Obama, the Soaring Sofa
by Stephen Cox | Posted October 06, 2011
Clichés are an inexhaustible subject. I’ll always have more to say about them. It’s interesting to watch them come and go — preferably go.
Take “soaring rhetoric.” (Please!) I don’t know who started that, but once somebody did, it became the phrase almost universally employed in speaking of Candidate Obama’s speeches. I could never understand this phenomenon. His speeches sounded to me like nothing but a tissue of . . . well, clichés. And not very good clichés. If you don’t share that view, please quote a memorable passage from any one of Obama’s utterances. You can’t do it, can you? But, for better or worse, you can quote, “Ask not what your country can do for you; ask what you can do for your country.” You can recall “The only thing we have to fear is fear itself.” You can remember “This government cannot endure permanently half slave and half free.” The difference is that those passages became clichés, whereas Obama’s remarks were clichés to begin with.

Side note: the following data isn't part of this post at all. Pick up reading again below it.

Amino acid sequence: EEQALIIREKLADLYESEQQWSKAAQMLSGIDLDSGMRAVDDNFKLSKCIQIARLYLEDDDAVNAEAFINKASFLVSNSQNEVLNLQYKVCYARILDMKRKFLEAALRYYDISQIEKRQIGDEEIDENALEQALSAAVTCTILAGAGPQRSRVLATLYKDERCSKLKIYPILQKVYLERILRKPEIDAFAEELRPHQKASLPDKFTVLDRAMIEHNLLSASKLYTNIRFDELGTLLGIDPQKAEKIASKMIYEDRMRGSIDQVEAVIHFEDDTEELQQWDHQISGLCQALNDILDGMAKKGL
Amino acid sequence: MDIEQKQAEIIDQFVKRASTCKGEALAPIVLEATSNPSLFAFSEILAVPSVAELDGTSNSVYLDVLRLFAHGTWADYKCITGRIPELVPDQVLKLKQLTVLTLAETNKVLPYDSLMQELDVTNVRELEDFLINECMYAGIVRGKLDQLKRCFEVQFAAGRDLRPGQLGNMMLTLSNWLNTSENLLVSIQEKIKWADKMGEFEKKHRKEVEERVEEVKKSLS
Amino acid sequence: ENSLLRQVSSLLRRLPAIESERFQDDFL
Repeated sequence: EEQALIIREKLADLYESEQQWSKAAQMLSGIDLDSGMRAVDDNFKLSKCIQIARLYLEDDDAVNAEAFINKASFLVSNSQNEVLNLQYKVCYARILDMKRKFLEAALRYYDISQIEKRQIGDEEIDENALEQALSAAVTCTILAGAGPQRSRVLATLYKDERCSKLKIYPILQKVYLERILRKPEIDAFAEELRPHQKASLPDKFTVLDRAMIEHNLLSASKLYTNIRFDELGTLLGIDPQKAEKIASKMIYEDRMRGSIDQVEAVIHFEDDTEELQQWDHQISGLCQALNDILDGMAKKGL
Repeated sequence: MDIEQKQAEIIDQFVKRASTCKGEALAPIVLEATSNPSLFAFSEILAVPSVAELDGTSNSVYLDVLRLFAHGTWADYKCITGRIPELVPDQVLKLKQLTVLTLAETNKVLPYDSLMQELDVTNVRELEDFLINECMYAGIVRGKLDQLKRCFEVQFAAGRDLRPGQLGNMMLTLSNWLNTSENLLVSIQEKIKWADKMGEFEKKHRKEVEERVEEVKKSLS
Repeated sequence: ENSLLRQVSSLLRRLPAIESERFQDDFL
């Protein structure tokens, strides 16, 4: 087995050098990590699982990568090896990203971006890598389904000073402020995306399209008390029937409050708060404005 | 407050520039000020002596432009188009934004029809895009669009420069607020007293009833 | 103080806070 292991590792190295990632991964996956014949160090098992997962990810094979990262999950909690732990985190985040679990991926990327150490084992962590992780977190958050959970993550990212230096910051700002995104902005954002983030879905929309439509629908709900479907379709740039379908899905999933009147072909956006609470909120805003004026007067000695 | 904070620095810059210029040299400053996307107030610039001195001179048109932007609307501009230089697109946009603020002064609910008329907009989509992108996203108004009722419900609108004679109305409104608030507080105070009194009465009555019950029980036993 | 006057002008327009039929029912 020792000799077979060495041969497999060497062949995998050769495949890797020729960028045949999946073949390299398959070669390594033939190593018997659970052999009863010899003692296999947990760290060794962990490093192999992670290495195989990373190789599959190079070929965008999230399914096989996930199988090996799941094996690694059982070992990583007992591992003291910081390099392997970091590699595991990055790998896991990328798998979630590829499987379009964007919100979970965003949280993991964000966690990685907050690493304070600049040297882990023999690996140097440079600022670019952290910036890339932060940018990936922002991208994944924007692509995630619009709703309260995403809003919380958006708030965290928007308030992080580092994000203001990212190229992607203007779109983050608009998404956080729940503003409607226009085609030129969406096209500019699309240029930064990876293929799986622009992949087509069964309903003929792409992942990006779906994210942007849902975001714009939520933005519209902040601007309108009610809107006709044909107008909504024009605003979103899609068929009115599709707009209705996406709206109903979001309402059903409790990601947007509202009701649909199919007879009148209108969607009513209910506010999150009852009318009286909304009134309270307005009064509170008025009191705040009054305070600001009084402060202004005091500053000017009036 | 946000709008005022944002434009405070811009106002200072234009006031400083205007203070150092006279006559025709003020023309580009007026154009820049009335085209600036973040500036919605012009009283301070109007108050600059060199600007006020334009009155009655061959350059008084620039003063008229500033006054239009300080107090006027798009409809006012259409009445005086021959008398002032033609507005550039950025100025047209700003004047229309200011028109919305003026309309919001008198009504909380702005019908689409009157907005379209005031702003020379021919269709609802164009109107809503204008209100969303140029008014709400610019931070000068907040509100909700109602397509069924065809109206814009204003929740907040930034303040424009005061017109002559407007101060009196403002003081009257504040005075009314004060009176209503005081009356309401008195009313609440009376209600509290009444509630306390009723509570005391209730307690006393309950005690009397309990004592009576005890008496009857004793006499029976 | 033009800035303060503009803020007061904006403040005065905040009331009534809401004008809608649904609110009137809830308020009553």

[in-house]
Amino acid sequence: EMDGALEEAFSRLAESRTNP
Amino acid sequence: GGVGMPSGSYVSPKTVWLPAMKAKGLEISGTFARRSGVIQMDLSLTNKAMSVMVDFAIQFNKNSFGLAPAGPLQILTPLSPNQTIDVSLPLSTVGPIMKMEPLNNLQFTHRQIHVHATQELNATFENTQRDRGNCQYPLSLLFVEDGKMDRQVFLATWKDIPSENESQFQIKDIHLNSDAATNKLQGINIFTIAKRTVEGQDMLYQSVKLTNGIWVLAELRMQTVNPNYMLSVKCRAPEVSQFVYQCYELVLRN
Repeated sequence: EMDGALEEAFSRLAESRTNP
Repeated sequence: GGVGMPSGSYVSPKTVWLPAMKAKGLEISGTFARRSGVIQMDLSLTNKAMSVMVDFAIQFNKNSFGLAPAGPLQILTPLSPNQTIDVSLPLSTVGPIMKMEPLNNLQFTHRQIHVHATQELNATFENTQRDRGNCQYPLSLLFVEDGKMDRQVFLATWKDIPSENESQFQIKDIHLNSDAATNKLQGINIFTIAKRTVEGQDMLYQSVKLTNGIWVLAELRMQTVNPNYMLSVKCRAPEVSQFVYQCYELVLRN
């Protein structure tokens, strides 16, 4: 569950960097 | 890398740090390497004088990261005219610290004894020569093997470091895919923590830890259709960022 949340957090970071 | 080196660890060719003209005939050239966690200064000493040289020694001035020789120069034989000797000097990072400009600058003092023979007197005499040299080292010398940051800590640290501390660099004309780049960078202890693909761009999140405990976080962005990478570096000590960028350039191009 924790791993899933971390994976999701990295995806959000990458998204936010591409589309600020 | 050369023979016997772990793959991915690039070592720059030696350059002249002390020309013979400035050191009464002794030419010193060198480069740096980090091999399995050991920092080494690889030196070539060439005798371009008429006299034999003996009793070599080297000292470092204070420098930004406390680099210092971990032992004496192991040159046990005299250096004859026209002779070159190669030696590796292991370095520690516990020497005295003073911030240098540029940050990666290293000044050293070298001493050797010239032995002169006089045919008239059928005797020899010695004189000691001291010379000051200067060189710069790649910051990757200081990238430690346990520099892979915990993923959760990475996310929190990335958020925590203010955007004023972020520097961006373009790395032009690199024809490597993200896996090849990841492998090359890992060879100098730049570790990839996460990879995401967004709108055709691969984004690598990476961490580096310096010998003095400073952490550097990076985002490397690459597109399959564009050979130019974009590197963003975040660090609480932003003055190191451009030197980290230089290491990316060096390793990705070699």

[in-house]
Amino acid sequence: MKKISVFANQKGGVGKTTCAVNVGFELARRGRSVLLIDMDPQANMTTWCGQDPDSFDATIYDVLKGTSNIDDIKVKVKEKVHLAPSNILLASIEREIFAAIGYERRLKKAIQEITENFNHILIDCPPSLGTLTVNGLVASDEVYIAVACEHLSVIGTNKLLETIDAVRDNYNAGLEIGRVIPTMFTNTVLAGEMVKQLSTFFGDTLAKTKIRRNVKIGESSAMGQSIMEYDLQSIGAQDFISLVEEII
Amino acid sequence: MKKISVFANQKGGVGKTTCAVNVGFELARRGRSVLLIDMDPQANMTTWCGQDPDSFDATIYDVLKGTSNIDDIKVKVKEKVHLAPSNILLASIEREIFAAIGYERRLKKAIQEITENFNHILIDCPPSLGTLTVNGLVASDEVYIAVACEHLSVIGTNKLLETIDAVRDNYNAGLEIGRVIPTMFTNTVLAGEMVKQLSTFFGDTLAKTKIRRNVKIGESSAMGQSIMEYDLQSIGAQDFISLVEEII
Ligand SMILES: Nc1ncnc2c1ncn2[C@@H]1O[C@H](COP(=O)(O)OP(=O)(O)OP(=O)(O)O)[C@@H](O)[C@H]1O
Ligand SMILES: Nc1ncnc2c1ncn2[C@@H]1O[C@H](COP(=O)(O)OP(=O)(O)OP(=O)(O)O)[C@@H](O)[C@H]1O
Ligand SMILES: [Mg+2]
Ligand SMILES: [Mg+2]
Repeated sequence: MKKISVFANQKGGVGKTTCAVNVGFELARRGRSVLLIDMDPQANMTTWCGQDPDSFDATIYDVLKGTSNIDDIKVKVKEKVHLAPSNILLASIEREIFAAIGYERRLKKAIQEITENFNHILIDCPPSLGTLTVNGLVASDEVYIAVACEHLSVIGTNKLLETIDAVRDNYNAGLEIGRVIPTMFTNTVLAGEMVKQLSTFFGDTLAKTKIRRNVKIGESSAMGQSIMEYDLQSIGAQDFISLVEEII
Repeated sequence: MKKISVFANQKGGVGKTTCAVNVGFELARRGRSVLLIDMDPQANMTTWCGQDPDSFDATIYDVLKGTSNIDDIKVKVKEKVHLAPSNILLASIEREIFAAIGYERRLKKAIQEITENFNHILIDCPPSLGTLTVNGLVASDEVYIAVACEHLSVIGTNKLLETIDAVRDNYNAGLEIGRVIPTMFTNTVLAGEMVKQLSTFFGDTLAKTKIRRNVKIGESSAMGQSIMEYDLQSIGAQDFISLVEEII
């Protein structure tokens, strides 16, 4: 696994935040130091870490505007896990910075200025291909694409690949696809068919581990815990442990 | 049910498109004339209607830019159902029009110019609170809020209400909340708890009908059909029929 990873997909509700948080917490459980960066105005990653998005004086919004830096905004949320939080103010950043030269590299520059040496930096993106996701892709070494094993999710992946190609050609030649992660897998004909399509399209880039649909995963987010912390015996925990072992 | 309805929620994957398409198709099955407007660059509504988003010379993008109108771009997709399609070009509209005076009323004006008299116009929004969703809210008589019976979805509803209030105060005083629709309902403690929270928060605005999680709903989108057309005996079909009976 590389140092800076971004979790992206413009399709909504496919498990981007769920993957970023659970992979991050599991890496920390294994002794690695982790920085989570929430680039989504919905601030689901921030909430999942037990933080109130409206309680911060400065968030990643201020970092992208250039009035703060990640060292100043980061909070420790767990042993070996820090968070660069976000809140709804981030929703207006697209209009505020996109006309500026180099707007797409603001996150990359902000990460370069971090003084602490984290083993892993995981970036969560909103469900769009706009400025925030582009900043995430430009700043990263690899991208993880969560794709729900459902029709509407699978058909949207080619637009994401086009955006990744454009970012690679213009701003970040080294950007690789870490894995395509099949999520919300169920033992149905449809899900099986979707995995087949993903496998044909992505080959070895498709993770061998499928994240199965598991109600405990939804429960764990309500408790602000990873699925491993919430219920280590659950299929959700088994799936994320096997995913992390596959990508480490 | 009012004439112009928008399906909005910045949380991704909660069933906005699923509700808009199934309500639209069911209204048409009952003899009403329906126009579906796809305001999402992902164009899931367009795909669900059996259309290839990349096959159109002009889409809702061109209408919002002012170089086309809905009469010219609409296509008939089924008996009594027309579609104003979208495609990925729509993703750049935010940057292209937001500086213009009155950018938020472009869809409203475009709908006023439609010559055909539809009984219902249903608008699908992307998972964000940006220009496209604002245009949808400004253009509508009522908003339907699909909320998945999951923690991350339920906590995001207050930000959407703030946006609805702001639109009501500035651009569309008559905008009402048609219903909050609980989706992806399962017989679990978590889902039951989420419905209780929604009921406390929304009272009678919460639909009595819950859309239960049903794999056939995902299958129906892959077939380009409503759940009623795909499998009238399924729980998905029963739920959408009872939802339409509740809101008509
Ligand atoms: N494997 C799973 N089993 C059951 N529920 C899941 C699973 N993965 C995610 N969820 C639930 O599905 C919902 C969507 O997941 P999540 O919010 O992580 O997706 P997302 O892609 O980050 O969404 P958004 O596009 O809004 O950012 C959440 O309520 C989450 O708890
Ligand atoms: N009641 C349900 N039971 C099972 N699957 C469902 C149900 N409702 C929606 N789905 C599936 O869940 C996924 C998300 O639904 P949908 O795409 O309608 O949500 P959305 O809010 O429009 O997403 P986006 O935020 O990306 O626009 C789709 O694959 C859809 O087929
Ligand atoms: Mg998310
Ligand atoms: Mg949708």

But the popularity of his words was something to behold. Immediately they were observed to soar. Maybe that’s why no one could remember them — they flew away too fast. The very description of Obama’s clichés became a cliché. Every time he said anything whatever, his rhetoric soared. But then a bad thing happened. Soaring appeared more and more in adversative expressions, such as, “Despite the president’s soaring rhetoric, listeners commented on the apparent lack of substance in his address on Tuesday”; and in embarrassing questions, such as, “Can soaring rhetoric pull the president out of his political difficulties?”